Trick or Treating is a mixed bag this year
Oct. 27, 2020 PLYMOUTH VOICE.
Plymouth Michigan News
Should your kid go trick or treating?
Like so many other beloved traditions, decisions about trick or treating this year are impacted by the threat of the COVID 19 pandemic as reported cases and deaths rise across the country. Parents throughout the area are weighing the safety aspect of the holiday activities against the danger of the highly infectious disease.
Several communities have established some guidelines for the event while others continue to debate cancelling trick or treating in light of the risk of contamination.
Creativity is the name of the game this year, especially when it comes to figuring out how to celebrate this iconic American holiday during a pandemic.
Designated hours in the City of Northville where the Historic District is usually visited by hundreds of costumed youngsters looking for treats and admiring the decorations will be from 6 until 8 p.m., although some neighborhoods have opted not to participate in the trick or treating adventure this year.
In Northville, the fire station will sound the siren at 6 p.m. to begin the activity and again at 8 p.m. to mark the close of trick or treating as happens every year.
While the City of Northville has no legal authority over the trick or treat ing aspect, members of the city council decided that there will be no additional street closures (aside from the Social District downtown), no costume judging at the Community Center, and no open house at the fire station. If trick or treating does occur in various neighborhoods, children should be told not to go to houses where the porch light is not on.
Other activities suggested to help celebrate the event safely include: outdoor pumpkin carving; scavenger hunts – with members of the household or a small group of friends, keeping 6-feet apart from people outside the immediate household and decorating outside.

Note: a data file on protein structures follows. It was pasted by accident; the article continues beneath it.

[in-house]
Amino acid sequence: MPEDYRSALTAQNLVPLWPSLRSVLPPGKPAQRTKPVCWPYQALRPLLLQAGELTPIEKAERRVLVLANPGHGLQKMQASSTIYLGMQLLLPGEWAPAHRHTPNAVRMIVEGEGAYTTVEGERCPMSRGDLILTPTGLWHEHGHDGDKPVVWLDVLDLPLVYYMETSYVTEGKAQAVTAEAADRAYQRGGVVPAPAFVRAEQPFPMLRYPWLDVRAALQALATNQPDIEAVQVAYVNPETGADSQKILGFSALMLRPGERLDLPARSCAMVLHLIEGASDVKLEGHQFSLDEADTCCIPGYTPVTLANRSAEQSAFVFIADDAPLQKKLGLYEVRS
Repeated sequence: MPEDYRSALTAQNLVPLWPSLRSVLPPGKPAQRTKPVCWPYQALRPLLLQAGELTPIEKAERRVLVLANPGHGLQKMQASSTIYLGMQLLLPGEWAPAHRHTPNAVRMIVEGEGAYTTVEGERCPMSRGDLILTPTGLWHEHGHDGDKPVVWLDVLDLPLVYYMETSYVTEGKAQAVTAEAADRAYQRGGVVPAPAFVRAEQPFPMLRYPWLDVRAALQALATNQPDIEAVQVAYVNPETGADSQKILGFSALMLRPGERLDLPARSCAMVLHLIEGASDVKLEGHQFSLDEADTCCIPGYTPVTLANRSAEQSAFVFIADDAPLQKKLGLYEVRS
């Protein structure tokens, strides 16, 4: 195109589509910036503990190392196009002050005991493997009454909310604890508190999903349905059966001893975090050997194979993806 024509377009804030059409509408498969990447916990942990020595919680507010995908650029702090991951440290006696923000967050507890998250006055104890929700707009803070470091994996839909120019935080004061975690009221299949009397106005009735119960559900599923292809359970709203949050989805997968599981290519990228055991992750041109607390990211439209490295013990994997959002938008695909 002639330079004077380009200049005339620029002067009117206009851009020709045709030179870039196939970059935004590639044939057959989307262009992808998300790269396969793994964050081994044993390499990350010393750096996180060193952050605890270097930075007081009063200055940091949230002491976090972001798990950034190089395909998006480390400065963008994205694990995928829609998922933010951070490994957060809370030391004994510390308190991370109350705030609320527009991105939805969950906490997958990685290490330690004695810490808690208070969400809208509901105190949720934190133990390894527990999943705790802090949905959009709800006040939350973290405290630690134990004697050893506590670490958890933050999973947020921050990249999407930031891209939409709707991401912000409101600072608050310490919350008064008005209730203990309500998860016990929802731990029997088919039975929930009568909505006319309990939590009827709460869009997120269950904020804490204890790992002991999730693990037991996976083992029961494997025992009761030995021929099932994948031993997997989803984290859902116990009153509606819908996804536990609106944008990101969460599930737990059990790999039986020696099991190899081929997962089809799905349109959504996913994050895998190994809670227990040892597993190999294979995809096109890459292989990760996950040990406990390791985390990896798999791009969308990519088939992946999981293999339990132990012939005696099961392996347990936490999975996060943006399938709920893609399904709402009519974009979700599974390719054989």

Residents can place grab-and-go goodie bags on porches or a table in the driveway for trick or treaters or even host an outdoor costume party – keeping social distance and wearing a mask.
The Center for Disease Control (CDC) has listed traditional trick-or-treating; trunk-or-treating; indoor costume parties of more than 10 people not wearing masks; haunted houses (especially if crowded and people are screaming) and hayrides with people outside the immediate household as high risk this year.
Health officials also children to wash their hands immediately on returning if they do go trick or treating and parents may want to use a disinfectant wipe on candy wrappers before opening the goodies. The CDC also warns children not to wear a costume mask over a protective cloth mask because it can be hard to breathe. Instead, officials suggest, consider using a Halloween-themed cloth mask.
Residents who choose to hand out candy should wear a mask and do so from across from a table.
In Plymouth, officials have received numerous questions about the Halloween events and noted that the holiday has never been a city-sanctioned event, but rather a nationally recognized day. Plymouth is not involved in Halloween activities, such as trick or treating, other than announcing the suggested hours which are 5:30 to 7 p.m. this year and that houses participating in trick or treating should have porch lights on. City officials said they have no legal authority or basis to cancel Halloween or restrict the free movement of residents.
It is suggested, Plymouth residents who choose to participate in trick or treating should adhere to any public health recommendations, noted a prepared statement from officials.
“Be safe and operate with common sense, such as wear a mask; social distancing if not in the same household; any household with a positive case should not participate; any individuals with symptoms should not participate; and follow any other guidance from public health officials. Be sure to have a light and wear reflective clothing,” the statement noted. “Be smart and be safe.”